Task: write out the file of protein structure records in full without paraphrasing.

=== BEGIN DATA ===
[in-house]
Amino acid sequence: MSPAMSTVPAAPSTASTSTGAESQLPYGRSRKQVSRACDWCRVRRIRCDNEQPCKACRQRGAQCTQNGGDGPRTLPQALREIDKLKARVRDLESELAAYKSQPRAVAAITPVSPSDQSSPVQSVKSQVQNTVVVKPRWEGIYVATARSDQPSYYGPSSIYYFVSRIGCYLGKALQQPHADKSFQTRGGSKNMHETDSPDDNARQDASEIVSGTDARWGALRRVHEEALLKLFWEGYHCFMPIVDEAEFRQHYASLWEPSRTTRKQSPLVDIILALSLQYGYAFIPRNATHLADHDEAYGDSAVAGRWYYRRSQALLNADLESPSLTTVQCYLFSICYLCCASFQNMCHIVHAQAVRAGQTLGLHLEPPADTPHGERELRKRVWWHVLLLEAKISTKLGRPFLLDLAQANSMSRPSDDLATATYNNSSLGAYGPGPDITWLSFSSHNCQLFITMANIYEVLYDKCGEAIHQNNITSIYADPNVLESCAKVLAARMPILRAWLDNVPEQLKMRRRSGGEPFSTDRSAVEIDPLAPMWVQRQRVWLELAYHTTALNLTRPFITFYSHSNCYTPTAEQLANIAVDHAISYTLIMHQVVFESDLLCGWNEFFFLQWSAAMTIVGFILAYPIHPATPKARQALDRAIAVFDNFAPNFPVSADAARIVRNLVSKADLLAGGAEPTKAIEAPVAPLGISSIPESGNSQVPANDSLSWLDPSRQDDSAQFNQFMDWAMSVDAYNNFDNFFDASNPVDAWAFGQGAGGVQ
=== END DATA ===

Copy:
[in-house]
Amino acid sequence: MSPAMSTVPAAPSTASTSTGAESQLPYGRSRKQVSRACDWCRVRRIRCDNEQPCKACRQRGAQCTQNGGDGPRTLPQALREIDKLKARVRDLESELAAYKSQPRAVAAITPVSPSDQSSPVQSVKSQVQNTVVVKPRWEGIYVATARSDQPSYYGPSSIYYFVSRIGCYLGKALQQPHADKSFQTRGGSKNMHETDSPDDNARQDASEIVSGTDARWGALRRVHEEALLKLFWEGYHCFMPIVDEAEFRQHYASLWEPSRTTRKQSPLVDIILALSLQYGYAFIPRNATHLADHDEAYGDSAVAGRWYYRRSQALLNADLESPSLTTVQCYLFSICYLCCASFQNMCHIVHAQAVRAGQTLGLHLEPPADTPHGERELRKRVWWHVLLLEAKISTKLGRPFLLDLAQANSMSRPSDDLATATYNNSSLGAYGPGPDITWLSFSSHNCQLFITMANIYEVLYDKCGEAIHQNNITSIYADPNVLESCAKVLAARMPILRAWLDNVPEQLKMRRRSGGEPFSTDRSAVEIDPLAPMWVQRQRVWLELAYHTTALNLTRPFITFYSHSNCYTPTAEQLANIAVDHAISYTLIMHQVVFESDLLCGWNEFFFLQWSAAMTIVGFILAYPIHPATPKARQALDRAIAVFDNFAPNFPVSADAARIVRNLVSKADLLAGGAEPTKAIEAPVAPLGISSIPESGNSQVPANDSLSWLDPSRQDDSAQFNQFMDWAMSVDAYNNFDNFFDASNPVDAWAFGQGAGGVQ